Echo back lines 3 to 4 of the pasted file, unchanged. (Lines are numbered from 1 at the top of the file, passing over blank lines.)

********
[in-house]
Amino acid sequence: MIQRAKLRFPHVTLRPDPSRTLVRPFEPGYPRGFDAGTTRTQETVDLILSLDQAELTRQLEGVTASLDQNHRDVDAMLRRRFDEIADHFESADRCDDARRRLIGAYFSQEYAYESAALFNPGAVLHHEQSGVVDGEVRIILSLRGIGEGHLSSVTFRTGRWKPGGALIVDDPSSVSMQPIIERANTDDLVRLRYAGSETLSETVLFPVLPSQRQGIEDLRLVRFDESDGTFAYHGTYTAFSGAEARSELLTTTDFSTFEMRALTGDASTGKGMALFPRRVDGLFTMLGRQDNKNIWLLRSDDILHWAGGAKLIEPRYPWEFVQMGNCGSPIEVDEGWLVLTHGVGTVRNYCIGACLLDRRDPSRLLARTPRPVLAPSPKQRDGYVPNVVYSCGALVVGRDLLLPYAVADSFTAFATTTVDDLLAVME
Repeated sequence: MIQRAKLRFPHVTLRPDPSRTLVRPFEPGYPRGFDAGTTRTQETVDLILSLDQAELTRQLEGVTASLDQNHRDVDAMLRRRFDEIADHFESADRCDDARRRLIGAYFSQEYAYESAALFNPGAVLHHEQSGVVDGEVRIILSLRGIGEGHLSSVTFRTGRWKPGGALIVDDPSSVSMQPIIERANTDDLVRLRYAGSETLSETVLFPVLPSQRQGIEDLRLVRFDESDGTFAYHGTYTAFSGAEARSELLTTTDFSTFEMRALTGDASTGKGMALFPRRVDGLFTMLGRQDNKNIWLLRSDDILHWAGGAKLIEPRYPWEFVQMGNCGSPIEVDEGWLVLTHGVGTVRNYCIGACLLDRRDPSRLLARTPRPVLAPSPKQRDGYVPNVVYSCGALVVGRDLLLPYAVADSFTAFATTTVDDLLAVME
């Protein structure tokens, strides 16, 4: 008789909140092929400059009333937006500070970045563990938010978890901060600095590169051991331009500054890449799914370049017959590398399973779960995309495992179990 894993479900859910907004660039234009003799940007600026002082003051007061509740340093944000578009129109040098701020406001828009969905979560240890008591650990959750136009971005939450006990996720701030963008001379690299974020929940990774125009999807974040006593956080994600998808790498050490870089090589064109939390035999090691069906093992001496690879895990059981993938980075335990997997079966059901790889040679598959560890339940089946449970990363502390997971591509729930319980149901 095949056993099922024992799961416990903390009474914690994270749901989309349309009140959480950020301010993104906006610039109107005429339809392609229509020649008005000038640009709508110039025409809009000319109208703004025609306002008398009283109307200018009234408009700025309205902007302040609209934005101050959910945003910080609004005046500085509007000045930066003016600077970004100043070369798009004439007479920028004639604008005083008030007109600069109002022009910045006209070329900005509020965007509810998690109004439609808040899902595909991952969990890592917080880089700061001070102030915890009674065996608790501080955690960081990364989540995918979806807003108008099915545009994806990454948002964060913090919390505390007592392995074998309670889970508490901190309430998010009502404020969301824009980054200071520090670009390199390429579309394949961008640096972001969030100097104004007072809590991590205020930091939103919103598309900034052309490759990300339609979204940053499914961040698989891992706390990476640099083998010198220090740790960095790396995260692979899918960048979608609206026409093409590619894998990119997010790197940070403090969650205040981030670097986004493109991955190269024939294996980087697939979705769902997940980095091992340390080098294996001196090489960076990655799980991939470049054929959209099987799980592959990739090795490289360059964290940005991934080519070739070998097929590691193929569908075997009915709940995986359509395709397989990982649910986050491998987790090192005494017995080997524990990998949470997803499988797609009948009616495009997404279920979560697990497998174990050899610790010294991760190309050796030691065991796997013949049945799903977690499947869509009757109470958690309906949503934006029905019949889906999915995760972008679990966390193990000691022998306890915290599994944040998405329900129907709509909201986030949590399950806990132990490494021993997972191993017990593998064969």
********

Repeated sequence: MIQRAKLRFPHVTLRPDPSRTLVRPFEPGYPRGFDAGTTRTQETVDLILSLDQAELTRQLEGVTASLDQNHRDVDAMLRRRFDEIADHFESADRCDDARRRLIGAYFSQEYAYESAALFNPGAVLHHEQSGVVDGEVRIILSLRGIGEGHLSSVTFRTGRWKPGGALIVDDPSSVSMQPIIERANTDDLVRLRYAGSETLSETVLFPVLPSQRQGIEDLRLVRFDESDGTFAYHGTYTAFSGAEARSELLTTTDFSTFEMRALTGDASTGKGMALFPRRVDGLFTMLGRQDNKNIWLLRSDDILHWAGGAKLIEPRYPWEFVQMGNCGSPIEVDEGWLVLTHGVGTVRNYCIGACLLDRRDPSRLLARTPRPVLAPSPKQRDGYVPNVVYSCGALVVGRDLLLPYAVADSFTAFATTTVDDLLAVME
């Protein structure tokens, strides 16, 4: 008789909140092929400059009333937006500070970045563990938010978890901060600095590169051991331009500054890449799914370049017959590398399973779960995309495992179990 894993479900859910907004660039234009003799940007600026002082003051007061509740340093944000578009129109040098701020406001828009969905979560240890008591650990959750136009971005939450006990996720701030963008001379690299974020929940990774125009999807974040006593956080994600998808790498050490870089090589064109939390035999090691069906093992001496690879895990059981993938980075335990997997079966059901790889040679598959560890339940089946449970990363502390997971591509729930319980149901 095949056993099922024992799961416990903390009474914690994270749901989309349309009140959480950020301010993104906006610039109107005429339809392609229509020649008005000038640009709508110039025409809009000319109208703004025609306002008398009283109307200018009234408009700025309205902007302040609209934005101050959910945003910080609004005046500085509007000045930066003016600077970004100043070369798009004439007479920028004639604008005083008030007109600069109002022009910045006209070329900005509020965007509810998690109004439609808040899902595909991952969990890592917080880089700061001070102030915890009674065996608790501080955690960081990364989540995918979806807003108008099915545009994806990454948002964060913090919390505390007592392995074998309670889970508490901190309430998010009502404020969301824009980054200071520090670009390199390429579309394949961008640096972001969030100097104004007072809590991590205020930091939103919103598309900034052309490759990300339609979204940053499914961040698989891992706390990476640099083998010198220090740790960095790396995260692979899918960048979608609206026409093409590619894998990119997010790197940070403090969650205040981030670097986004493109991955190269024939294996980087697939979705769902997940980095091992340390080098294996001196090489960076990655799980991939470049054929959209099987799980592959990739090795490289360059964290940005991934080519070739070998097929590691193929569908075997009915709940995986359509395709397989990982649910986050491998987790090192005494017995080997524990990998949470997803499988797609009948009616495009997404279920979560697990497998174990050899610790010294991760190309050796030691065991796997013949049945799903977690499947869509009757109470958690309906949503934006029905019949889906999915995760972008679990966390193990000691022998306890915290599994944040998405329900129907709509909201986030949590399950806990132990490494021993997972191993017990593998064969």